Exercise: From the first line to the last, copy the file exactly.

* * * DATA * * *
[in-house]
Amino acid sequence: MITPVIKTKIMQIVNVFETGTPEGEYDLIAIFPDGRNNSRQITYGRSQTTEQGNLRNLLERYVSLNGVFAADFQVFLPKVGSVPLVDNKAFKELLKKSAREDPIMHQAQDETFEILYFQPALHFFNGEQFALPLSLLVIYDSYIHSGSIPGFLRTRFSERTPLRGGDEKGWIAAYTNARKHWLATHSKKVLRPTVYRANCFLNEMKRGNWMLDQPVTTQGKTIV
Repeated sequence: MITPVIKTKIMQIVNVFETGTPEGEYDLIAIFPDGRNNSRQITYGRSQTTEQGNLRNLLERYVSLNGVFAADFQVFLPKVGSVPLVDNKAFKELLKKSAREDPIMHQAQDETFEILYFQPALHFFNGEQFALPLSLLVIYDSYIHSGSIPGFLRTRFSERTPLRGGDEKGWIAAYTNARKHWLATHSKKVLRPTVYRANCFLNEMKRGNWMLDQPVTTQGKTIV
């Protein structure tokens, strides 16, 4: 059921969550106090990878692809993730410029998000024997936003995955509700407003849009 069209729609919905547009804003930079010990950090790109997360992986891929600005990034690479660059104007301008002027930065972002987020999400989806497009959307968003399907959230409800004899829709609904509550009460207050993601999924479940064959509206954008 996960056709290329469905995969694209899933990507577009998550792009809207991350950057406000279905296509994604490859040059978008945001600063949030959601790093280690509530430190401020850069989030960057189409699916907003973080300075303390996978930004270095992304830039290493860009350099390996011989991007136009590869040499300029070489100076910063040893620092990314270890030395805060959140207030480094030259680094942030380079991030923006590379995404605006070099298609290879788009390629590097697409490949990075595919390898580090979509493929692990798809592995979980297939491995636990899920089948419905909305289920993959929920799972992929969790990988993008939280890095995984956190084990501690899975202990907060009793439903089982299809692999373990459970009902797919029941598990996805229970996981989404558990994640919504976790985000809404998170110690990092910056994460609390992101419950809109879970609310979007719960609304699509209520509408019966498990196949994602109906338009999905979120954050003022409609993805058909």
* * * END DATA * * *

[in-house]
Amino acid sequence: MITPVIKTKIMQIVNVFETGTPEGEYDLIAIFPDGRNNSRQITYGRSQTTEQGNLRNLLERYVSLNGVFAADFQVFLPKVGSVPLVDNKAFKELLKKSAREDPIMHQAQDETFEILYFQPALHFFNGEQFALPLSLLVIYDSYIHSGSIPGFLRTRFSERTPLRGGDEKGWIAAYTNARKHWLATHSKKVLRPTVYRANCFLNEMKRGNWMLDQPVTTQGKTIV
Repeated sequence: MITPVIKTKIMQIVNVFETGTPEGEYDLIAIFPDGRNNSRQITYGRSQTTEQGNLRNLLERYVSLNGVFAADFQVFLPKVGSVPLVDNKAFKELLKKSAREDPIMHQAQDETFEILYFQPALHFFNGEQFALPLSLLVIYDSYIHSGSIPGFLRTRFSERTPLRGGDEKGWIAAYTNARKHWLATHSKKVLRPTVYRANCFLNEMKRGNWMLDQPVTTQGKTIV
């Protein structure tokens, strides 16, 4: 059921969550106090990878692809993730410029998000024997936003995955509700407003849009 069209729609919905547009804003930079010990950090790109997360992986891929600005990034690479660059104007301008002027930065972002987020999400989806497009959307968003399907959230409800004899829709609904509550009460207050993601999924479940064959509206954008 996960056709290329469905995969694209899933990507577009998550792009809207991350950057406000279905296509994604490859040059978008945001600063949030959601790093280690509530430190401020850069989030960057189409699916907003973080300075303390996978930004270095992304830039290493860009350099390996011989991007136009590869040499300029070489100076910063040893620092990314270890030395805060959140207030480094030259680094942030380079991030923006590379995404605006070099298609290879788009390629590097697409490949990075595919390898580090979509493929692990798809592995979980297939491995636990899920089948419905909305289920993959929920799972992929969790990988993008939280890095995984956190084990501690899975202990907060009793439903089982299809692999373990459970009902797919029941598990996805229970996981989404558990994640919504976790985000809404998170110690990092910056994460609390992101419950809109879970609310979007719960609304699509209520509408019966498990196949994602109906338009999905979120954050003022409609993805058909």